by Robin Teets, Founder of Aria Strategies and a Group 2 Strategy Partner

How Web Content Architecture Blurs the Line between Writing & Design …… And What it Means to Web Development

In my agency days of the late 90s and early 2000s – the roles of “Content” i.e, the written word in its various forms, and “Creative” i.e, design, in Web site development were usually quite clear. Content was the steak, creative was the sizzle. Separate. Yet equally important.

For most of the past 20 years since the first business-driven Web sites began to appear, the goal of Web design has primarily been to grab attention – to impress through ‘look and feel.’ And written content was designed to hold that attention – to inform, to educate, to sell. Put the two together, the theory goes, and you get the best of both worlds. You get to be pretty and smart.

Has this changed? It’s clear that it needs to. And I think it has.

Thanks to smart phones, we now literally have a world of information in our hands; anything we want to know or see can more or less be accessed by a few taps on a touchscreen. Including your Web site. If users don’t quickly find what they’re looking for, they simply move on to the next click. Too much design, too many words, they just get in the way.

By changing the tools on which we access information, our behaviors as users have been altered. This has important implications for companies in how they think of their Web sites and how they approach development. The goal now must be to get the user to the information they want, or think they want, as quickly and clearly as possible while weaving in what you want them to know along the way.

Changing the Game through Content Architecture

Utilizing a content architecture model – often coupled with responsive design – has become the most pragmatic way to address the needs and habits of the changing user/consumer. This means we’ll all need to do a better job of:

  1. Understanding the targeted user and what they want to hear;
  2. Getting familiar with the various ways they search and navigate for this information;
  3. And developing a matrix of concise content that meets their needs as succinctly and directly as possible.

When executed properly, this approach to Web development can also have an exciting side effect: the convergence of written content and creative design. The resulting new “content” that forms a company’s Web presence is an integration of two formerly distinct disciplines.

What It Means for Designers

The role of design is as important as ever, but what we ask of designers has evolved.

  • Design must first facilitate usability. This means designing to wire frames that create new parameters for creativity. It means ensuring that pretty doesn’t get in the way of smart.
  • Designers must think more like traditional marketers, figuring out how to use creative approaches to communicate information clearly. ‘Look and feel’ is important, but no longer dominant.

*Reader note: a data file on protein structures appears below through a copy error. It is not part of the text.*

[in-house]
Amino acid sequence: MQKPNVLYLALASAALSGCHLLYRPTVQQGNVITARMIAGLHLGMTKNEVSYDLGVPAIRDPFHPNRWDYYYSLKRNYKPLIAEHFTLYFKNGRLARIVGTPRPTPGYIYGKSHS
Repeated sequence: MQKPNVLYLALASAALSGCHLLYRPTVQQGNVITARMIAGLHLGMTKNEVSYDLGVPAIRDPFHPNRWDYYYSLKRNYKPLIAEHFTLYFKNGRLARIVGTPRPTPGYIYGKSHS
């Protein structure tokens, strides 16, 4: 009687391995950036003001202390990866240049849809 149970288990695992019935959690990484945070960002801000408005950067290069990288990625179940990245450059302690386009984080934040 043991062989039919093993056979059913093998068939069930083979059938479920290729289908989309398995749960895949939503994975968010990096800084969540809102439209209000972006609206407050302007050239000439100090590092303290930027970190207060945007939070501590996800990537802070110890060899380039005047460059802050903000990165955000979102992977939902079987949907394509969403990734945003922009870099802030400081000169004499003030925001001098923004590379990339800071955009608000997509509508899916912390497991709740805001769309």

What It Means for Writers

Web writers have also been forced to change. Never before have they had to communicate so much with so little space and so few words to an audience whose information consumption habits are so dramatically different than they were just a few years ago.

  • Writers must rethink how to get their messages across on the (very) small screen to audiences with increasingly shorter attention spans.
  • They might need to admit that a graphic approach can be the best way to deliver a message. Sometimes the smartest approach is to just be pretty.
  • Writers will need to think more visually to maximize the impact of their message.

What It Means for Clients

Clients, too, need to change how they think about Web development.

  • First, they need to find a qualified Web content architect to lead them through a structured process to optimize navigation and interconnectivity.
  • They need to be prepared to think of their Web site through the mind of the user. Understanding use patterns and developing content to fit those patterns – as opposed to a more internal view – is increasingly critical for developing an effective Web presence.
  • They need to ensure that design and writing resources are familiar with a content architecture model, and can be comfortable and effective working within its parameters.
  • And they need to set new, more integrated objectives for your entire Web development team, and then judge the output accordingly.

In today’s Web development environment, marketing content creators and the clients they serve must be ever more strategic, clearer and concise. They must lean into each other’s traditional disciplines and roles to better understand all goals and perspectives. And they must work in an increasingly integrated way with an external view focused on users.

It’s a challenge, no doubt. But one we must all meet to deliver real value on the Web. There’s one more side effect of this convergence: it’s kind of fun.

Have a perspective on the thoughts presented above? Questions about content architecture? I’d love to hear from you.